Rita Dove, former Poet Laureate of the United States, said: "If you wait for inspiration, inspiration's going to go away and look for more fertile ground to work with."
The Truth Is
Now, I'm only familiar with the "want to write a book" syndrome, but I have a feeling the same thing applies to any aspiration so where I say writer/writing, just insert the words appropriate to the dream of your choice.
If you are an aspiring writer, chances are you view writing as something you do when truly inspired and motivated to succeed. Writers and others call that mindset "communing with the muse." The thing is these people don't know something that professional writers do know.
Inspiration comes to those who write consistently, every day.
Professional writers don't wait for inspiration before hitting the keyboard. We know that the part of the brain that spews words is like an old-fashioned water pump. If you don't know how one of those water pumps work, let me enlighten you.
The pump has a long, cast iron handle. You pump the handle up and down vigorously. After a few seconds of pumping, water spurts out—unless the pump hasn't been used in a long time. If the pump isn't used regularly, you may have to pump and pump until your arm muscles scream in protest, and you're out of breath. It takes a long time for that water to spurt out. Sometimes, you even have to prime the pump by pouring water into it in order for it to start pumping water out again.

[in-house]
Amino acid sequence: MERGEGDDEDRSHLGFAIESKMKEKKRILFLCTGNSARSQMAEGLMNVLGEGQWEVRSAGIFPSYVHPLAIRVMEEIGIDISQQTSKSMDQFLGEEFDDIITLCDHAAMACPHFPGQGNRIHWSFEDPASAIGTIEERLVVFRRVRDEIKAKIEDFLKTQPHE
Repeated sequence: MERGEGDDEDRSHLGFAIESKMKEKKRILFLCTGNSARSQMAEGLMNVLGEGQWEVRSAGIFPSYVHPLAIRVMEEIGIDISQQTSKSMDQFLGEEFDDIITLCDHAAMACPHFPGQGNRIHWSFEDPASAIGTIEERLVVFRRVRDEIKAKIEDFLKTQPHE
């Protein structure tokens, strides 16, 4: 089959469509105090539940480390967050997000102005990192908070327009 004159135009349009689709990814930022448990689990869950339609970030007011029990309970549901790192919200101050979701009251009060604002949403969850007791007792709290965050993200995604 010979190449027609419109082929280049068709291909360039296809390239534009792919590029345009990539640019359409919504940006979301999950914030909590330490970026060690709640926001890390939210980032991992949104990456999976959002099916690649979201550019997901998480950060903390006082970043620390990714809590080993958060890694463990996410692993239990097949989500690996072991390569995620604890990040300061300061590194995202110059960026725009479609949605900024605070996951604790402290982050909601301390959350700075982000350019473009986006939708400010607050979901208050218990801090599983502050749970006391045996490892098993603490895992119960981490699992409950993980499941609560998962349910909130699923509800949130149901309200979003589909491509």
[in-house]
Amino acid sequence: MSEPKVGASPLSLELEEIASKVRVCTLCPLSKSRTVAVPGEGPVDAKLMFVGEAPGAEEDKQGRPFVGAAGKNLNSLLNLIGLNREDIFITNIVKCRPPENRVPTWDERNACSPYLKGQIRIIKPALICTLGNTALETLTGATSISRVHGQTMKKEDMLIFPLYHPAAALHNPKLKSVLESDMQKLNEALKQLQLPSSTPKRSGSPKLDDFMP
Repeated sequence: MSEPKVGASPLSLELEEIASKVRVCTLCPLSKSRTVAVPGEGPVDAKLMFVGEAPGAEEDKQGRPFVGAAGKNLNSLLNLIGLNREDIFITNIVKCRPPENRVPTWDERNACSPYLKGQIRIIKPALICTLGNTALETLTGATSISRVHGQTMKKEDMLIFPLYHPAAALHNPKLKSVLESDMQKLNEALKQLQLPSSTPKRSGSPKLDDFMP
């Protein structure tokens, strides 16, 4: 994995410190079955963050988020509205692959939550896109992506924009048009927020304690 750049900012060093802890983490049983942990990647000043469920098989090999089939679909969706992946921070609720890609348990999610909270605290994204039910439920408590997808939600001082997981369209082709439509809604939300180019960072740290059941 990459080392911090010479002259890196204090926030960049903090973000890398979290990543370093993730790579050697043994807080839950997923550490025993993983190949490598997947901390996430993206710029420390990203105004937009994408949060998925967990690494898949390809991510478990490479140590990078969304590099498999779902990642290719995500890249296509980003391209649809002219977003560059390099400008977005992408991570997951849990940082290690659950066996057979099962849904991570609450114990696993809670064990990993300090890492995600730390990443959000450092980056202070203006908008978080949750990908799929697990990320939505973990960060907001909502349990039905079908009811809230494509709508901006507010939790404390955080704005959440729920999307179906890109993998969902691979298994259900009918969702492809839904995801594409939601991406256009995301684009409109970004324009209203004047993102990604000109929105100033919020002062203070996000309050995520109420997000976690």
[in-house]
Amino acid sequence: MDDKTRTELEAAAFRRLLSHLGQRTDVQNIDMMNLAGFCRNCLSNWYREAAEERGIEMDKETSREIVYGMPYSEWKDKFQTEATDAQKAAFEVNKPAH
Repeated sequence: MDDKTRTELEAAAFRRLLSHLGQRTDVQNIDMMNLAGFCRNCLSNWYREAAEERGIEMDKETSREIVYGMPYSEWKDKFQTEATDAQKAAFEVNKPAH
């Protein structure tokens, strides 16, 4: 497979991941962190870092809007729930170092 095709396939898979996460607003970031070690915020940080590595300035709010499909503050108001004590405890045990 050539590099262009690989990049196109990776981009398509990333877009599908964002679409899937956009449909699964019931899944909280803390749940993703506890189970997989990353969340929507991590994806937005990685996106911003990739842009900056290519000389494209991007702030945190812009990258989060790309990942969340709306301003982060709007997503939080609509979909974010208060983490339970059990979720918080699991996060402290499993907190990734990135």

Action Begets Inspiration
That's how writing, or any other endeavor, works. You get started and work every day and that creates the motivation and inspiration to keep doing it, day after day. When you write every day, it's easy to get that outpouring of words. But, if you write every now and then, only when you "feel" inspired, it takes a lot longer to get the words flowing.
Many professional writers leave nothing to chance. They prime the pump every day by leaving a dangling thread that can easily be picked up the next day. They also may prime the pump by reading over what they wrote the previous day, editing it a bit, and then diving into the current day's writing.
Sometimes, writers who don't write regularly have a difficult time getting the words to flow. Sometimes the flow is less than a drizzle, only a drip or two. If they give up then, it's even harder the next day.
Sometimes if they don't persist and keep pumping that handle and priming that pump, the flow dries up completely. The longer they go without producing a flow of words—or without taking action toward a goal—the harder it gets to squeeze a word out or make yourself take a single step toward your aspiration of choice.
When that happens, writers call it writer's block. I don't think I've ever heard of a daily working writer with writer's block.
Always remember what Rita Dove said: "If you wait for inspiration, inspiration's going to go away and look for more fertile ground to work with."